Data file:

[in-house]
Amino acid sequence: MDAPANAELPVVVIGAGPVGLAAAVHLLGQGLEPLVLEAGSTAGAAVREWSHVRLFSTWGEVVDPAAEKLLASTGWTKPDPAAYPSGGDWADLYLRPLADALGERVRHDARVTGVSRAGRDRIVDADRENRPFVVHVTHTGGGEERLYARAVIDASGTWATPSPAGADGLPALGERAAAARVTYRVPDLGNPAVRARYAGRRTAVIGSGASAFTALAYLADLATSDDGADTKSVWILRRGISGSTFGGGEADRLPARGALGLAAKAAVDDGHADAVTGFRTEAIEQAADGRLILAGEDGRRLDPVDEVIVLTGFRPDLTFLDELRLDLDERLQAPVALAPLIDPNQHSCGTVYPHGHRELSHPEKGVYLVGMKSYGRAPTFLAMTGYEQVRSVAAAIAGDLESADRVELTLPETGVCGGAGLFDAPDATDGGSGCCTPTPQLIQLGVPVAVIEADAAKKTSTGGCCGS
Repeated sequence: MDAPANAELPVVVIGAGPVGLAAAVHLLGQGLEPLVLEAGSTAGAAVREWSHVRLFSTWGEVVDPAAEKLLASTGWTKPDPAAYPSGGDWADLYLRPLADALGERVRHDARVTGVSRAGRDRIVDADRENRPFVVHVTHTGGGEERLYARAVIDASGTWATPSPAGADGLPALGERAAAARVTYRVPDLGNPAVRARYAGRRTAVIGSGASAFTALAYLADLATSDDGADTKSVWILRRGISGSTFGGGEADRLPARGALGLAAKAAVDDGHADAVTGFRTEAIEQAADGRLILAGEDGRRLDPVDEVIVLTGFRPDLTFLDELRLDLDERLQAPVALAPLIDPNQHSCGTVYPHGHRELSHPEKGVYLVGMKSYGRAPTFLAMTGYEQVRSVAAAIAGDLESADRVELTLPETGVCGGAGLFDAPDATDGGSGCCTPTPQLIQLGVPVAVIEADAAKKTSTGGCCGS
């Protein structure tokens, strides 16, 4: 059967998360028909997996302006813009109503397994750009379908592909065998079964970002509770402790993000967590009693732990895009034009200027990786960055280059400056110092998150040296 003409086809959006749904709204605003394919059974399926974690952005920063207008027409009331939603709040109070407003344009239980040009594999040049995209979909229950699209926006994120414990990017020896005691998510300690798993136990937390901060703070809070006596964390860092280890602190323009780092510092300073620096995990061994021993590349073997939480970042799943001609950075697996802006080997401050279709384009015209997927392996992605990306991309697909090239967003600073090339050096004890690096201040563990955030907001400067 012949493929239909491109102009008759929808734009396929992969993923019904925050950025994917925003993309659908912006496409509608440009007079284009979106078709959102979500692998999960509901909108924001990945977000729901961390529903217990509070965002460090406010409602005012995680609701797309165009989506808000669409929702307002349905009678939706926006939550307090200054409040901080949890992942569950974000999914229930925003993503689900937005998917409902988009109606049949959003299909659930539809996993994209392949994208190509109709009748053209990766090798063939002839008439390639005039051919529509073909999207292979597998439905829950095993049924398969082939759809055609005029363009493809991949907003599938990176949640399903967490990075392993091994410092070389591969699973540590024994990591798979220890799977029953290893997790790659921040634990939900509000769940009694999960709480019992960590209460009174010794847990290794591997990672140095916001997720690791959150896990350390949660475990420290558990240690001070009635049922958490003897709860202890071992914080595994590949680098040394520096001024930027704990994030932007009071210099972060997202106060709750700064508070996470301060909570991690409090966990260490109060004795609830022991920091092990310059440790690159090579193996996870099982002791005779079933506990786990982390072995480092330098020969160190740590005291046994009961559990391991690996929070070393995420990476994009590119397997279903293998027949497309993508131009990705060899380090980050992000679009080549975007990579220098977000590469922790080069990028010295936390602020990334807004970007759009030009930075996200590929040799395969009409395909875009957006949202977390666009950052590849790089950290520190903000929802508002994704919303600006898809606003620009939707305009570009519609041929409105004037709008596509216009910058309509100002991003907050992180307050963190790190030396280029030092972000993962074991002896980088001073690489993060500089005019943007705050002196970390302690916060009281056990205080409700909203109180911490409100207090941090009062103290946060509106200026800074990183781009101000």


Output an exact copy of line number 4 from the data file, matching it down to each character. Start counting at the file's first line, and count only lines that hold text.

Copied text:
């Protein structure tokens, strides 16, 4: 059967998360028909997996302006813009109503397994750009379908592909065998079964970002509770402790993000967590009693732990895009034009200027990786960055280059400056110092998150040296 003409086809959006749904709204605003394919059974399926974690952005920063207008027409009331939603709040109070407003344009239980040009594999040049995209979909229950699209926006994120414990990017020896005691998510300690798993136990937390901060703070809070006596964390860092280890602190323009780092510092300073620096995990061994021993590349073997939480970042799943001609950075697996802006080997401050279709384009015209997927392996992605990306991309697909090239967003600073090339050096004890690096201040563990955030907001400067 012949493929239909491109102009008759929808734009396929992969993923019904925050950025994917925003993309659908912006496409509608440009007079284009979106078709959102979500692998999960509901909108924001990945977000729901961390529903217990509070965002460090406010409602005012995680609701797309165009989506808000669409929702307002349905009678939706926006939550307090200054409040901080949890992942569950974000999914229930925003993503689900937005998917409902988009109606049949959003299909659930539809996993994209392949994208190509109709009748053209990766090798063939002839008439390639005039051919529509073909999207292979597998439905829950095993049924398969082939759809055609005029363009493809991949907003599938990176949640399903967490990075392993091994410092070389591969699973540590024994990591798979220890799977029953290893997790790659921040634990939900509000769940009694999960709480019992960590209460009174010794847990290794591997990672140095916001997720690791959150896990350390949660475990420290558990240690001070009635049922958490003897709860202890071992914080595994590949680098040394520096001024930027704990994030932007009071210099972060997202106060709750700064508070996470301060909570991690409090966990260490109060004795609830022991920091092990310059440790690159090579193996996870099982002791005779079933506990786990982390072995480092330098020969160190740590005291046994009961559990391991690996929070070393995420990476994009590119397997279903293998027949497309993508131009990705060899380090980050992000679009080549975007990579220098977000590469922790080069990028010295936390602020990334807004970007759009030009930075996200590929040799395969009409395909875009957006949202977390666009950052590849790089950290520190903000929802508002994704919303600006898809606003620009939707305009570009519609041929409105004037709008596509216009910058309509100002991003907050992180307050963190790190030396280029030092972000993962074991002896980088001073690489993060500089005019943007705050002196970390302690916060009281056990205080409700909203109180911490409100207090941090009062103290946060509106200026800074990183781009101000």